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“Eighty percent of the permanent residents applauded the practice,” said Guo Ruifeng, deputy director of Laosanyu’s village committee. He didn’t say how many migrants approved, though they outnumber the locals by 7,000 to 700.

“Anyway, they should understand that it is all for their safety,” he said, adding that guards only check papers if they see something suspicious.

Gating has been an easy and effective way to control population throughout Chinese history, said Ms. Huang, the geography professor. In past centuries, some walled cities would impose curfews and close their gates overnight. In the first decades of communist rule, the desire for top-down organization and control showed in work-unit compounds, usually guarded and enclosed.

As the economy has grown, privately run gated communities with their own security have emerged in the biggest cities, catering to well-to-do Chinese and expatriates, offering upscale houses and facilities such as pools and gyms.

The new gated villages in Beijing are very different.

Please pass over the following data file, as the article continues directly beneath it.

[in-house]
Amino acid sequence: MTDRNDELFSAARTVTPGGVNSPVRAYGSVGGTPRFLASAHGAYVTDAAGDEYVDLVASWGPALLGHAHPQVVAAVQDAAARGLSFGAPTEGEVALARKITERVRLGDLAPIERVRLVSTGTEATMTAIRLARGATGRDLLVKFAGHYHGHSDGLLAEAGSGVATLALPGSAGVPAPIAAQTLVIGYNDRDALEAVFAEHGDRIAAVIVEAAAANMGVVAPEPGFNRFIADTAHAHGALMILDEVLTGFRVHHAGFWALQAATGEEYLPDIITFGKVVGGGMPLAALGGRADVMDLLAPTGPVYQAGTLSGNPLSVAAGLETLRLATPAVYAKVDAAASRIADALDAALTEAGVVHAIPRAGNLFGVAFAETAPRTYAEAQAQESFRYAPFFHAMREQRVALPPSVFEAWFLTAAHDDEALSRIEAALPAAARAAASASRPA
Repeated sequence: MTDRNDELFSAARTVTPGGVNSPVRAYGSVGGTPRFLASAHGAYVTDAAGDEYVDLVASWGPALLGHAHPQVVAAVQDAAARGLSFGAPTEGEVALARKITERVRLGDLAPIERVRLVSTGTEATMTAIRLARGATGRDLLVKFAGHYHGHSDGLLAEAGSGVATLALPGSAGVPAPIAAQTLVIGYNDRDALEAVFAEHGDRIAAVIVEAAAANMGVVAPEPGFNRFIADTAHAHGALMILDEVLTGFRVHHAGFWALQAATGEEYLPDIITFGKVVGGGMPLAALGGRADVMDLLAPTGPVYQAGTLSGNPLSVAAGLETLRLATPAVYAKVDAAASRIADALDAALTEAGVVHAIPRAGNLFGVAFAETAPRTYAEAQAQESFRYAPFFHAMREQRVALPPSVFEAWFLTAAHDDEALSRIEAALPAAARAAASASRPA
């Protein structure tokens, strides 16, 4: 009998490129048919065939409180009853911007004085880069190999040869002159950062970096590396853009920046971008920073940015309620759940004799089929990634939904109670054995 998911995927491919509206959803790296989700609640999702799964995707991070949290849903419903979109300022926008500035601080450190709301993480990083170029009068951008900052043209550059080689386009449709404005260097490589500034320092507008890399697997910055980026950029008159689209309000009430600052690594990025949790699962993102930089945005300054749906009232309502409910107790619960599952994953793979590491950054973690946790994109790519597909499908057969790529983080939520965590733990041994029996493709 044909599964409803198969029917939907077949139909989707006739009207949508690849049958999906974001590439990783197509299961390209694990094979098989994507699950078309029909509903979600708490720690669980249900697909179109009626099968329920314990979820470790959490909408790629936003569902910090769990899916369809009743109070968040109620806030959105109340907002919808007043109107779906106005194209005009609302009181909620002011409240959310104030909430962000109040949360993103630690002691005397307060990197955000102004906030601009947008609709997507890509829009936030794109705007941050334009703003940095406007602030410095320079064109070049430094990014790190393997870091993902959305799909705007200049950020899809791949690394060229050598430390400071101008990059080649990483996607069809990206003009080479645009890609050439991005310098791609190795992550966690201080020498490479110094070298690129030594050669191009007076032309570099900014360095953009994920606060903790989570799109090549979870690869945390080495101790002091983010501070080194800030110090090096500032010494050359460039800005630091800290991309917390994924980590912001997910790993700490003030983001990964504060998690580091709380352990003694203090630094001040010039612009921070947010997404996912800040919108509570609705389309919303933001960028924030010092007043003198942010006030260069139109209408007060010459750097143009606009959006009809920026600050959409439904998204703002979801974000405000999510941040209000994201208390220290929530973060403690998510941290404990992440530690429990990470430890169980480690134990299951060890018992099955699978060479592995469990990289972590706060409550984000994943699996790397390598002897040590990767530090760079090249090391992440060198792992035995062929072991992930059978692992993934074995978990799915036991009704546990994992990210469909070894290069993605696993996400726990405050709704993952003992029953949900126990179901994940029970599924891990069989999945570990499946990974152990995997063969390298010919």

“To put it crudely, gated communities in the city are a way for the upper middle class and urban rich to keep out trespassers, whereas gated villages represent a way for the state to ‘keep in’ or contain the problem of ‘migrant workers’ who live in these villages,” said Pow Choon-Pieu, an assistant professor of geography at the National University of Singapore who has studied the issue, in an e-mail.

Jiang Zhengqing, a supermarket owner in the gated compound of Laosanyu, told the China Daily newspaper in May that he doesn’t even know if he’ll be in business next year because of the drop in customers.

“Before, the streets were crowded with people in the afternoon, but now the village is deserted,” he said. “I can’t understand why the government has invested such a large amount of money into putting up these useless fences rather than repair our dirty public restrooms and bumpy roads.”